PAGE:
CSI and SCP then appealed both the grant of the Motion to Dismiss and the denial of their motion to amend or alter the judgement, and/or relief from the judgment. This appeal seeks review only of the decision of the Bankruptcy Court dismissing Counts II, II, and IV of the complaint filed by CSI and SCP. Hereinafter, CSI and SCP will be referred to collectively as "CSI."


When reviewing decisions of the Bankruptcy Court, "a district court acts as an appellate tribunal, reviewing the findings of fact of the bankruptcy court for clear error and its legal conclusions de novo." In re Pucci Shoes, Inc., 120 F.3d 38, 40 (4th Cir.1997). See In re Johnson, 960 F.2d 396, 399 (4th Cir.1992).

I. A Mechanics' Lien is a Statutory Lien

In Count II, CSI sought to avoid Tidewater's lien as a preference under 11 U.S.C. § 547. Tidewater admitted that, for purposes of the motion to dismiss, Count II sufficiently pleaded the elements necessary to establish a preference claim. However, Tidewater contended, and the Bankruptcy Court held, that the mechanics' lien fell within an exception to the trustee's avoidance powers found in § 547(c)(6), which provides that a trustee may not avoid a transfer "that is the fixing of a statutory lien that is not avoidable under section 545 of this title." 11 U.S.C. § 547(c)(6).4 CSI admits that, if the mechanics' lien here at issue is a statutory lien, the exception of § 547(c)(6) would apply and Count II was properly dismissed.

Thus, the viability of Count II turns on whether a mechanics' lien is statutory lien. That determination involves the interplay between state and federal law because the definitions of statutory and judicial liens under the Bankruptcy Code depends upon the operation and effect of state law.

A. The Bankruptcy Code

The Bankruptcy Code explains that a statutory lien arises:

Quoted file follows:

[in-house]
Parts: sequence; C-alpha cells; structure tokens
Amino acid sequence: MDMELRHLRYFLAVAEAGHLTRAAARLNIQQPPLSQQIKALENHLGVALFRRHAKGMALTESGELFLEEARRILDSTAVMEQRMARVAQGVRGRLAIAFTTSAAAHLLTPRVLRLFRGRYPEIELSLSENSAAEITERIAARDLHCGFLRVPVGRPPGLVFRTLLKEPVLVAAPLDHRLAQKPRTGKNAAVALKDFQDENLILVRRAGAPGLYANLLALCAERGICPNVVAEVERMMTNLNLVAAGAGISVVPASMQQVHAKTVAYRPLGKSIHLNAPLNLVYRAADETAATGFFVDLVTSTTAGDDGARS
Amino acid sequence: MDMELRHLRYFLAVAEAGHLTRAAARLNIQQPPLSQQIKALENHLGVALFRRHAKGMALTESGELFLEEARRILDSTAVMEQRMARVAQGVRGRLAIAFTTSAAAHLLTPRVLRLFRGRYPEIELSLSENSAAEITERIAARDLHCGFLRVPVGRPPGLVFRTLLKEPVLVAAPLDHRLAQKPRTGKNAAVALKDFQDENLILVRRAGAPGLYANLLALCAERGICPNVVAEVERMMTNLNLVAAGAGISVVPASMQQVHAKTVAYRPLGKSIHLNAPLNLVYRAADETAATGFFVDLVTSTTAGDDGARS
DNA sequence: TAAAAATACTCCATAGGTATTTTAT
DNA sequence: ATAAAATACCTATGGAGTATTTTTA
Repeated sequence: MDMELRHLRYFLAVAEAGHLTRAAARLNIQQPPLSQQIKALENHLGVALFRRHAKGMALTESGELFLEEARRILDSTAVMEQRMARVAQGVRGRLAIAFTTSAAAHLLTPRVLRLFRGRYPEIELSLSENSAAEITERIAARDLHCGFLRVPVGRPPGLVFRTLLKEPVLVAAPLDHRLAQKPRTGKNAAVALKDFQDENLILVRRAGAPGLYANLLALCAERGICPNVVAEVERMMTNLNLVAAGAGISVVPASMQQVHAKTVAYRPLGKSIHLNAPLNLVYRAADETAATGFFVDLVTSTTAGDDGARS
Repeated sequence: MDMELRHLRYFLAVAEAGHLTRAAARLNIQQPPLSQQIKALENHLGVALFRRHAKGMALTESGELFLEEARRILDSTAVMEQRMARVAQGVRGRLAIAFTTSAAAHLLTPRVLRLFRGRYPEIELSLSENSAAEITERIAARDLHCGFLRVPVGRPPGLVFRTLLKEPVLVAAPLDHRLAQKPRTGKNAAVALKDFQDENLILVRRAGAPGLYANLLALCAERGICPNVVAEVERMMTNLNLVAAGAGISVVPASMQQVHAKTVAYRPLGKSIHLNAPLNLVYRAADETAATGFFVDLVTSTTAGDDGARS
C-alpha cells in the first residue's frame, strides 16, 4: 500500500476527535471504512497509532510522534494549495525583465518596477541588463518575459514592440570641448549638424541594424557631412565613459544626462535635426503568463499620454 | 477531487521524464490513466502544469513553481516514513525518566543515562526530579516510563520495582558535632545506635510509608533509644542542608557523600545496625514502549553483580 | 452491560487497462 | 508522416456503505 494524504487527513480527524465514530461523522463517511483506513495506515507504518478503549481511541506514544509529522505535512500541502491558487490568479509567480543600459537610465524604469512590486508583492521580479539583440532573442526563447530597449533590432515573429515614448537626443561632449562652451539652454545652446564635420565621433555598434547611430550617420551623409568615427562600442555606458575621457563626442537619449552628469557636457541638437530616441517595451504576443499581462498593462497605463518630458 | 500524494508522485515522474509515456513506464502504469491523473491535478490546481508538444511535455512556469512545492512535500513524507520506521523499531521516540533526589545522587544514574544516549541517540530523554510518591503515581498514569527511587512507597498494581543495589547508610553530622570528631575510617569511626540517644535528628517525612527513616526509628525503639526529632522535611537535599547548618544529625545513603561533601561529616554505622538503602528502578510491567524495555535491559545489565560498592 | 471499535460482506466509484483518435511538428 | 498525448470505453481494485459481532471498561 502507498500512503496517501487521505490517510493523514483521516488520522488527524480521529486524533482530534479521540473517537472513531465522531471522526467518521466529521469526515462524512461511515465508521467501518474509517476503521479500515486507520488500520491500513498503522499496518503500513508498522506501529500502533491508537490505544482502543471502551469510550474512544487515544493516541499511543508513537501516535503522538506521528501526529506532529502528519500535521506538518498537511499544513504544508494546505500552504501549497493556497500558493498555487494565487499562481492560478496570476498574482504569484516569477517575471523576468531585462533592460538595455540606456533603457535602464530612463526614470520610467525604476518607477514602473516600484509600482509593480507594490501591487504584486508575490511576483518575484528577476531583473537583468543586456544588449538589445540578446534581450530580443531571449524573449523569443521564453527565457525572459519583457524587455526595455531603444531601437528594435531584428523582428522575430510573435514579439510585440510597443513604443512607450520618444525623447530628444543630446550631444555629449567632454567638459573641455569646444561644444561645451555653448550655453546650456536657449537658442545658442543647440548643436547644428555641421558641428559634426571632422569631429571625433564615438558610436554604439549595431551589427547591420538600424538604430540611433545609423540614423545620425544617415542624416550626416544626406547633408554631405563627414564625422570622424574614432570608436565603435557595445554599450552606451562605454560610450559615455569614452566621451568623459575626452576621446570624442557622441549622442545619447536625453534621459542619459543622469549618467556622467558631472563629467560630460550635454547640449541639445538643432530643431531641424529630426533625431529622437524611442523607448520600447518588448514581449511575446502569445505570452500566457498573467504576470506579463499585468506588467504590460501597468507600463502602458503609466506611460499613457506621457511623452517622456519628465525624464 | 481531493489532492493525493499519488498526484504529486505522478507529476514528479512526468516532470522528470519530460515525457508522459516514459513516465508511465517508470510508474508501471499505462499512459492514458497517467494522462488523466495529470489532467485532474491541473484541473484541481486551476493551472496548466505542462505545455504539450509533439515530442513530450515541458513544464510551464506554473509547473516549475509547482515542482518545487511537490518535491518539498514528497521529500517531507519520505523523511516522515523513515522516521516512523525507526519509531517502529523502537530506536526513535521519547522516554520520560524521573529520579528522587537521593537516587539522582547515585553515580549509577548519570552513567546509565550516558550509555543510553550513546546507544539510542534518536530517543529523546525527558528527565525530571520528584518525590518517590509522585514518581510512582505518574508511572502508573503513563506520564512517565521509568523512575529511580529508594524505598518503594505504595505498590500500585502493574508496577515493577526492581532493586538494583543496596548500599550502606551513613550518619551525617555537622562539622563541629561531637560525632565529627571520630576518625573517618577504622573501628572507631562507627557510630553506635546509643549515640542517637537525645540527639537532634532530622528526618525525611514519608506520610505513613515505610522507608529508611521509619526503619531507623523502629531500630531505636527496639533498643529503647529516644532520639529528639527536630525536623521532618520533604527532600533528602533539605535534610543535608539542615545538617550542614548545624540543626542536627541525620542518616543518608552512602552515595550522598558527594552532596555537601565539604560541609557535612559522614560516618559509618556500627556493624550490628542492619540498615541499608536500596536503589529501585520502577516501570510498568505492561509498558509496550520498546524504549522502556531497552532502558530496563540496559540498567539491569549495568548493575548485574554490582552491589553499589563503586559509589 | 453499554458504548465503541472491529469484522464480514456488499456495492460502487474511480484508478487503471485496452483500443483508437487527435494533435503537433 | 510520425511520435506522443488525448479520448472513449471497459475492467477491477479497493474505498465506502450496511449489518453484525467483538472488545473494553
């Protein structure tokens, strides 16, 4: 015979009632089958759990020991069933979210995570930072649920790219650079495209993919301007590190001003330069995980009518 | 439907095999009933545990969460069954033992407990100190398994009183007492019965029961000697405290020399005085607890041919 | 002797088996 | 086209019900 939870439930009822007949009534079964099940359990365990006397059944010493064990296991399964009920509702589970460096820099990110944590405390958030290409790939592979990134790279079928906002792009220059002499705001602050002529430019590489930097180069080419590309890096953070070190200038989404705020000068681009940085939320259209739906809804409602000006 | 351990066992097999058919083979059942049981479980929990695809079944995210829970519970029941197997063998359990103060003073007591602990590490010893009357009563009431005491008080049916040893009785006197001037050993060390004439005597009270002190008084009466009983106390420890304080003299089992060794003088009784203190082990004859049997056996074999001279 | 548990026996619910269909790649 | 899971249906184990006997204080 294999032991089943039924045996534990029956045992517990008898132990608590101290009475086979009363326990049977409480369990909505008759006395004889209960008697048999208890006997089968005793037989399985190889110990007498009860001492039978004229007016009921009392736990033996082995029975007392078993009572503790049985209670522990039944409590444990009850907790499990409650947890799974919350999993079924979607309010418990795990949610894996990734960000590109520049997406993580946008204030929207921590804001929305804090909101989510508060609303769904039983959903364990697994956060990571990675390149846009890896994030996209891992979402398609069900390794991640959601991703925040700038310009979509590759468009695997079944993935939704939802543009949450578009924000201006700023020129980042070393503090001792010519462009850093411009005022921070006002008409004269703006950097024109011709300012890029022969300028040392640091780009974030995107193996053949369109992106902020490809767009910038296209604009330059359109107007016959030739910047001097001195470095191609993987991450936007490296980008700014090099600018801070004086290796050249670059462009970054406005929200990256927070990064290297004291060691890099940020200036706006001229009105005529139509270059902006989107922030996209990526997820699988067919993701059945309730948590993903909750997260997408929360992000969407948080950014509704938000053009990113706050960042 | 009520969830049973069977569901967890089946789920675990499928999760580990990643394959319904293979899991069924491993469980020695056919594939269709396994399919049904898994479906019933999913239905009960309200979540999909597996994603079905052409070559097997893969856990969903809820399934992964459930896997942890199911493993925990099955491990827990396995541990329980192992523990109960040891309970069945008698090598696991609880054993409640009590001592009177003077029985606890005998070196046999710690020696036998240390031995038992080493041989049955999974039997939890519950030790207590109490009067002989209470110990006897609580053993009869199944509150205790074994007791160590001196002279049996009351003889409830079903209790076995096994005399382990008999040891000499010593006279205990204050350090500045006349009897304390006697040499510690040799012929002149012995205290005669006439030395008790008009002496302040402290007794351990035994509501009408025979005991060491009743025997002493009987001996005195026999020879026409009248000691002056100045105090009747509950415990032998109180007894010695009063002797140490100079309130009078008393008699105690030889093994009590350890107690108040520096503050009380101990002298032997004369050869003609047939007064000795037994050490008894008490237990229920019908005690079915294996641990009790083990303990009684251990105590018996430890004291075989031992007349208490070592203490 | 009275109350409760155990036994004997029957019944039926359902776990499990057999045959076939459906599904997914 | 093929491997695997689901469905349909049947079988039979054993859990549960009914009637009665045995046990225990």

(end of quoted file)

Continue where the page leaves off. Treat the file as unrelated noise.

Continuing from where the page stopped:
solely by force of a statute on specified circumstances or conditions ... but does not include security interest or judicial lien, whether or not such interest or lien is provided by or is dependent on a statute and whether or not such interest or lien is made fully effective by statute.

11 U.S.C. § 101(53) (emphasis added). The Bankruptcy Code defines a judicial lien as a lien "obtained by judgment, levy, sequestration, or other legal or equitable process or proceeding." 11 U.S.C. § 101(36).

The legislative history of the Bankruptcy Code shows that Congress considered mechanics' liens to be statutory liens. The House and Senate Reports for the 1978 Bankruptcy Reform Act state:

The definition of a statutory lien excludes judicial liens and security interests, whether or not they are provided for or are dependent on a statute, and whether or not they are made fully effective by statute. A statutory lien is only one that arises automatically, and is not based on an agreement to give a lien or on judicial action. Mechanics\', materialmen\'s, and warehousemen\'s liens are examples.

S.Rep. No. 95-989 at 27, 95th Cong., 2d Sess. (1978) (emphasis added); H.R.Rep. No. 595 at 314 95th Cong.1st Sess. (1977) (same), U.S.Code Cong. & Admin.News 1978, at 5787, 5813, 6271. Additionally, a leading bankruptcy treatise explains that "a mechanics' lienor that perfects its lien within the 90-day period preceding the debtor's filing of the petition will not have received a preference because this type of lien is not voidable under section 545." 5 Collier On Bankruptcy, ¶ 547.046 (15th ed.1996).